Legacy Issue Number: 13080
Source: International Business Machines ( Jim Amsden)
The SoaML submission team understands the concerns about making UML extensions at all, let alone introducing changes too high up in the hierarchy that might introduce additional unintended inheritance issues. But we are also reluctant to submit to the UPMS RFP without addressing the need to distinguish services from requests, and without addressing the usability issues that result from the need to create separate types for both ends of a connector.
Recall that the problem is that ports appear on two ends of a connector. It is very often the case that consumers and providers can agree on the provided and required interfaces, and the interaction characteristics (protocol) and should therefore be able to use the same type to highlight that agreement. This is not possible with UML2. Ports don't have direction to indicate whether the owning component is using the operations or providing them. So users are forced to create "conjugate" types that flip the usage and realization relationships between classes and interfaces. This is especially troubling for the common simple case where the port is typed by a simple Interface.
There have been a number of suggestions about how to solve this problem, many involving how ports define provided and required interfaces, and whether they need a type at all. We wanted to solve this problem without making a lot of changes to UML that may have other unintended consequences, or not sufficiently address the issues. So our updated proposal is very simple, and hopefully not something that would in any way effect future changes to UML2.
We suggest the addition of a new Enumeration called PortDirection which has literals incoming and outgoing. Then add a new ownedAttribute to Port called direction: PortDirection = incoming. This would provide a direction on port that would be used to change how the provided and required interfaces are calculated. If direction=incoming, then the provided interfaces are those realized by the port's type and the required interfaces are those used by its type. If the direction is outgoing, the calculations are reversed: the provided interfaces are those used by the port's type, and the required interfaces are those realized by the port's type. Therefore, provided and required interfaces are calculated from the point of view of the owner of the port based on whether they are using the capabilities defined by the port's type, or providing them.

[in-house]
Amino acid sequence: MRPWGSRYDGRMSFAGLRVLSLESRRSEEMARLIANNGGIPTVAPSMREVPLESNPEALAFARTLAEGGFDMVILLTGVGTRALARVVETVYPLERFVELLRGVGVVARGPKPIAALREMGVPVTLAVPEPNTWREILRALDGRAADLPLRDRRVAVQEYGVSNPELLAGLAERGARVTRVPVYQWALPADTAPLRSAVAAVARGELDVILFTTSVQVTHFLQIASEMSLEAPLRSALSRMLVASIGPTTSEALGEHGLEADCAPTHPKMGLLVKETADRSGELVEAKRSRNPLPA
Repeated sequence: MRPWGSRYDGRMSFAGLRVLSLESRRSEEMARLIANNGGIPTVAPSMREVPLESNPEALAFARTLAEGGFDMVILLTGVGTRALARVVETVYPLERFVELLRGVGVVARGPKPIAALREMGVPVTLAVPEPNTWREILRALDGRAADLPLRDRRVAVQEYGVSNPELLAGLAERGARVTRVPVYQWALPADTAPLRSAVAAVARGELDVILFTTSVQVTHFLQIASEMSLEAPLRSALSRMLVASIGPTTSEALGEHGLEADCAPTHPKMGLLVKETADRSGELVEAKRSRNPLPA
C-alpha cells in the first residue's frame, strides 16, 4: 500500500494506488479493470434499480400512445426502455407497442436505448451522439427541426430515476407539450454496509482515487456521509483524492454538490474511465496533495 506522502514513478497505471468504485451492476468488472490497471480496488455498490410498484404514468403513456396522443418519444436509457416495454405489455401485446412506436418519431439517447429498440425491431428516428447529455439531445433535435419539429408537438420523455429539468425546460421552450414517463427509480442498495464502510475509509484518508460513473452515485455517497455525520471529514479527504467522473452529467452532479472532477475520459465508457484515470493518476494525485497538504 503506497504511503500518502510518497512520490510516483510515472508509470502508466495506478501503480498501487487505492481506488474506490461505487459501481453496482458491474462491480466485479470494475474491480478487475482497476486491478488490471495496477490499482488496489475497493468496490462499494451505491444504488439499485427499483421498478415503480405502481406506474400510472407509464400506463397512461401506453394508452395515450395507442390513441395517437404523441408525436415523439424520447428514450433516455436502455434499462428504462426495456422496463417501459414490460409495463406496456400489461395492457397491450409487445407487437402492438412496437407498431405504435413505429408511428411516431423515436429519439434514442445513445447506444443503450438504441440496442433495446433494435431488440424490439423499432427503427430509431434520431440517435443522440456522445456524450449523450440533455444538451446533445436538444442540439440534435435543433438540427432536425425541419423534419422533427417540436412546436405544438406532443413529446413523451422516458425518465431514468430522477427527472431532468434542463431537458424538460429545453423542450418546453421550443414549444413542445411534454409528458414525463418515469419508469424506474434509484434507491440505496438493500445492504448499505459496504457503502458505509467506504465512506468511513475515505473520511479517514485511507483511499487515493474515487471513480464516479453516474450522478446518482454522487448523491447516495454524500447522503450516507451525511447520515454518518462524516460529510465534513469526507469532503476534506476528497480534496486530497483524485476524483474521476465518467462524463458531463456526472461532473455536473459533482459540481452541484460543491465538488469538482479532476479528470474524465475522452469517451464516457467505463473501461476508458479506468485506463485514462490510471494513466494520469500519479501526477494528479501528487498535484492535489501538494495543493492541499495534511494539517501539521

This does not provide similar capabilities for things like connected collaborationRole Properties in a Collaboration. These properties are of course not Ports, and there is no specific specialization of Property (i.e., Role) that distinguishes the usage of a property in a collaboration that could specify the direction from other usages of property where direction is not relevant. We will miss that capability, but don't want to expand the scope of the UML change to address it at this time. Rather we'll wait and see if the UML2 RTF comes up with a more general solution that is also consistent with port direction.
Is this acceptable?
Reported: UML 2.1.2 — Thu, 6 Nov 2008 05:00 GMT
Disposition: Resolved — UML 2.2
This issue addresses a widely-recognized fundamental omission from UML. As such it is worthy of making an exception to normal RTF policy of not introducing new features to the language, particularly since the new feature is purely additive.
But the wording of the proposed change in the UPMS specification is somewhat problematical. Notably the idea of "incoming" and "outgoing" does not sit very comfortably with the notion of a Port being essentially a bidirectional intermediary entity which specifies both provided and required interfaces.
For this reason we propose a slightly different solution with similar semantic consequences: the introduction of a Boolean property isConjugated (default false) to the metaclass Port. When isConjugated is false, the semantics of Port are what they are today. When isConjugated is true, the calculation of provided and required interfaces from the Port's type is inverted.
This works nicely when the type of a port is a single interface, because it allows a port that provides one interface and a port that requires one interface both to be simply represented. Today, a simple port that requires one interface has to be typed by a class that requires that interface, which is cumbersome and inconvenient.
However, the idea of conjugating a port renders problematical the concept of instantiating the port type in the form of "interaction points" as currently specified in chapter 9. Instantiating the same type at both ends of an asymmetrical link is clearly unlikely to work. From a SoaML point of view, the port type represents a protocol, which will be applied differently at each end of the link depending on the sense of isConjugated. Therefore from a UML point of view we propose to delete all text that suggests direct instantiation of port types.
Finally, it is important for modelers to be able to distinguish conjugated ports in the notation, so we introduce suitable new notation.
Updated: Mon, 1 Apr 2019 08:04 GMT